- Governor Lee Ju Yeol says central bank still has policy room
- Decision was forecast by all 19 economists in Bloomberg survey
South Korea’s central bank held its key interest rate at a record low as board members deferred further policy action until they have a clearer picture of the economy’s path.
The decision to keep the seven-day repurchase rate at 1.25 percent was forecast by all 19 economists surveyed by Bloomberg. All seven board members agreed on the decision, which came after a unanimous vote for no change in July and a surprise cut of 25 basis points in June.
With inflation far from the 2 percent target, the won relatively strong and exports struggling, the BOK has reasons to ease, economists said. Yet they had forecast that Governor Lee Ju Yeol would opt to save what ammunition he has left to respond if conditions worsen. Some recent data, including gross domestic product growth, were better than expected and reduced the urgency of making a change.
“Today’s decision was largely expected as the BOK would want to monitor the impact of June’s rate cut and the supplementary budget,” said Park Jong Youn, a Seoul-based fixed-income analyst for NH Investment & Securities Co. “Still, I don’t think those policies will be enough to offset downside risks to growth, and I expect a cut in October, especially if won strength continues.”
Lee said in a press briefing that monetary easing has brought South Korea’s key interest rate close to a so-called lower bound, theoretically, but that the BOK still has policy room. South Korea’s lower bound for interest rate needs to be higher than key-currency countries, Lee said, adding that the central bank isn’t at the stage of considering zero rates or quantitative easing.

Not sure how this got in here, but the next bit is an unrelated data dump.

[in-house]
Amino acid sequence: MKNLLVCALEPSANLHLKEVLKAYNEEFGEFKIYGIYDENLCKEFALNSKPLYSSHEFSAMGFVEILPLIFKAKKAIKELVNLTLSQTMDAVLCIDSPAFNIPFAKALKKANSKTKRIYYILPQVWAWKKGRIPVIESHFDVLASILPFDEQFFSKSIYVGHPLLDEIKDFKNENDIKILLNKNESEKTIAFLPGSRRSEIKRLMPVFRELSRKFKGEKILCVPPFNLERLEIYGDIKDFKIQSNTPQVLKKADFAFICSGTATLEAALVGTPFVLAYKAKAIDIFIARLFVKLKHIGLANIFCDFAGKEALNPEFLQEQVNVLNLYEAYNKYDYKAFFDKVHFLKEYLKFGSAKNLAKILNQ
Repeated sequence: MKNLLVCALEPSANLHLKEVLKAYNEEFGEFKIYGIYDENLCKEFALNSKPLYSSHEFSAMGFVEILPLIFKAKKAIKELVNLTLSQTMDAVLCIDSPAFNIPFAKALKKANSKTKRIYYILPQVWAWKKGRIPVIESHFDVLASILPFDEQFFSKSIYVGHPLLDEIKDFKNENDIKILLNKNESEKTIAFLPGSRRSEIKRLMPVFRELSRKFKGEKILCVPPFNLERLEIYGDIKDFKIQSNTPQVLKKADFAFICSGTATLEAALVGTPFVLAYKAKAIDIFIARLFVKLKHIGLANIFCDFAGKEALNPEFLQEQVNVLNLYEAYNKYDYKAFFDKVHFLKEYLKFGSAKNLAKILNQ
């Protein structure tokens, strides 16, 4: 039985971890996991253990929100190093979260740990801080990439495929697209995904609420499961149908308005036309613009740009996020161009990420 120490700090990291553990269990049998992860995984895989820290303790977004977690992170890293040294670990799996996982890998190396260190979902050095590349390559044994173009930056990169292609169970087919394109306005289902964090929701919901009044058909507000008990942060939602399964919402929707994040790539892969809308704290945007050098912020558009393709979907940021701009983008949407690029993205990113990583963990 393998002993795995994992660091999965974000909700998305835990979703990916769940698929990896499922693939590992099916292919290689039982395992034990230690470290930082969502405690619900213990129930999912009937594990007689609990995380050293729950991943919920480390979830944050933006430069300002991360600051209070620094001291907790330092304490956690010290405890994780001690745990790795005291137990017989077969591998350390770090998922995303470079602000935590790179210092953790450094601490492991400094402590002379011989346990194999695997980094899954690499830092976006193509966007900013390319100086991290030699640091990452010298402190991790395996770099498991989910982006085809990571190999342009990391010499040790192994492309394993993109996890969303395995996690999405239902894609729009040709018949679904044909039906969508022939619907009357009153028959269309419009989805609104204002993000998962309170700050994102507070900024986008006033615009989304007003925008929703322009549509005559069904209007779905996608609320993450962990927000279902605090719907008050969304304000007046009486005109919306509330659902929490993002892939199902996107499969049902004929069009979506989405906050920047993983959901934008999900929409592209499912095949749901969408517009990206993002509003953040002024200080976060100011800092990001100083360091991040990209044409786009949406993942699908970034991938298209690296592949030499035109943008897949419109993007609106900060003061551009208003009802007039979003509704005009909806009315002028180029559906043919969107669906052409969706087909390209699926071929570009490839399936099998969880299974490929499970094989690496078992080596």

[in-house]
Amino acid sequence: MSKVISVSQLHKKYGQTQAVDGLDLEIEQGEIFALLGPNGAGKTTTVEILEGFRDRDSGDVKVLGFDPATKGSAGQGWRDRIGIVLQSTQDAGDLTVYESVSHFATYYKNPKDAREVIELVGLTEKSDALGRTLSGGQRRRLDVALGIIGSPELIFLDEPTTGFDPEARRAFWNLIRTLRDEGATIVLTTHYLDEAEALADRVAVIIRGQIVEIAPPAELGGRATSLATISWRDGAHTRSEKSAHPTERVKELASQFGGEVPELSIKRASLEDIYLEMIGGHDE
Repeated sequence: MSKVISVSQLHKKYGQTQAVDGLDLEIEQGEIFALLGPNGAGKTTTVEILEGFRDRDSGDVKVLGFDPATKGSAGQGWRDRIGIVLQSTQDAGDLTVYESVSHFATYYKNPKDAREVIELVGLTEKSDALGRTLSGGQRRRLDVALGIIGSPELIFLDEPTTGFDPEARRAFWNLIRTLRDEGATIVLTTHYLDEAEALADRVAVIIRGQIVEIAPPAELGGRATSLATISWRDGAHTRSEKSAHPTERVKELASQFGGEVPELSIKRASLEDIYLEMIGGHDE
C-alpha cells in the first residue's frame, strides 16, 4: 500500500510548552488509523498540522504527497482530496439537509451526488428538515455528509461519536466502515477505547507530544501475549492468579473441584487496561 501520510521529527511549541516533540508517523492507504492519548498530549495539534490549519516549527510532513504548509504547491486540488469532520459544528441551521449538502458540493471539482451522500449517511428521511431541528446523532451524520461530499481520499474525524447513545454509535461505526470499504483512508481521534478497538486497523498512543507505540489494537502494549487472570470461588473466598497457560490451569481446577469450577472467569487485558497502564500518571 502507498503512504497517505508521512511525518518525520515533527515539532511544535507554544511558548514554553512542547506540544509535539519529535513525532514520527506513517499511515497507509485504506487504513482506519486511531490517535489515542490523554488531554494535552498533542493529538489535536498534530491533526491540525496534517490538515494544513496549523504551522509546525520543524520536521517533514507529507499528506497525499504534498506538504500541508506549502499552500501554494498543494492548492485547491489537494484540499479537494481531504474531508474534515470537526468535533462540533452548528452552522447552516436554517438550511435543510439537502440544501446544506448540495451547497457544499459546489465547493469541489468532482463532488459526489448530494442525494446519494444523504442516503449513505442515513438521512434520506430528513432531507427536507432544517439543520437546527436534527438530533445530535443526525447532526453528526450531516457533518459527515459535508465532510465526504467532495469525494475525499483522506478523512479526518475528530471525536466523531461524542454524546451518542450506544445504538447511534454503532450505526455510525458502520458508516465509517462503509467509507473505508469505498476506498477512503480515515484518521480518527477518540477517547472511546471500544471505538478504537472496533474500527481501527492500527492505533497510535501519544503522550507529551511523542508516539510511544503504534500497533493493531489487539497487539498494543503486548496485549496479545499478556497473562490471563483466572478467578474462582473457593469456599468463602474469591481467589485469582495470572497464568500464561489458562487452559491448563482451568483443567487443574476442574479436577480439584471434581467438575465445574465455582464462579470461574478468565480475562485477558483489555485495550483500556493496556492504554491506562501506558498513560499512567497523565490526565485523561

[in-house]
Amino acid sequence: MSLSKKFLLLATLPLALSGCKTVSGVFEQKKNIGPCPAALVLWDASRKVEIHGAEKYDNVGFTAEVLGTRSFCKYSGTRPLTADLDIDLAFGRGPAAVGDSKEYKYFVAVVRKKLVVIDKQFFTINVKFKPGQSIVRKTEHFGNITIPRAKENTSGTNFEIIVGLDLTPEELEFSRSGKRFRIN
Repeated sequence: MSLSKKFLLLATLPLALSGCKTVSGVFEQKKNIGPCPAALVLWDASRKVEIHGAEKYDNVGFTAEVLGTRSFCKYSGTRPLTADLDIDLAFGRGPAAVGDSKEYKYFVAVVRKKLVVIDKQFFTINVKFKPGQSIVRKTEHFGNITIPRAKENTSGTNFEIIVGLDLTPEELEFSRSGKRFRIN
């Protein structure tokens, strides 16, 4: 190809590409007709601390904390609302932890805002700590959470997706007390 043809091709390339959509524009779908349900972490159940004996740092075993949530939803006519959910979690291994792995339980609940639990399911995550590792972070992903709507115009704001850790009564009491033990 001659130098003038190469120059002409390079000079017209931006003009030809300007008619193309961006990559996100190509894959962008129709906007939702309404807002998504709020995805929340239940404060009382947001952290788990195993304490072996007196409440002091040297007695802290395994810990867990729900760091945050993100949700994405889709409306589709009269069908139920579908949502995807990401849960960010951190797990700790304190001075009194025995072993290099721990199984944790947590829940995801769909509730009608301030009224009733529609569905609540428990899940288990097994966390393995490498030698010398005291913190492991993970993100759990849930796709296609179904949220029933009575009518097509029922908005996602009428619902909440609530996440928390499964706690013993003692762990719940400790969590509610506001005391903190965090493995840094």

Of 27 analysts surveyed by Bloomberg from July 15 to July 21, 16 expected at least one more rate cut within the year. The rest of the analysts forecast no change in the benchmark rate.
The economy is improving on the back of domestic demand, and that modest recovery is expected to continue mainly due to expansionary policies, the central bank said. However, the export slump continues and there are "considerable uncertainties" around that assessment, according to statements released by the bank.
South Korea’s won ended a five-day rally on Thursday, weakening 0.5 percent to 1,100 per dollar as of 12:28 p.m. in Seoul. The currency has been the best performer in the region in the past month. Its strength puts pressure on exporters already struggling from weaker global demand.
Lee said he isn’t concerned about speculative herd behavior in the currency market now, but the bank will closely monitor for such trends. While currency has less impact on exports than in the past, won strength adds to the burden of low inflation and exports, Lee said.
South Korea’s Vice Finance Minister Choi Sang Mok said Wednesday -- when the won closed at the strongest level since May 2015 -- that authorities would take action if excessive herd behavior was seen.
South Korea’s three-year government bond yield rose one basis point to 1.23 percent on Thursday, Korea Exchange prices show.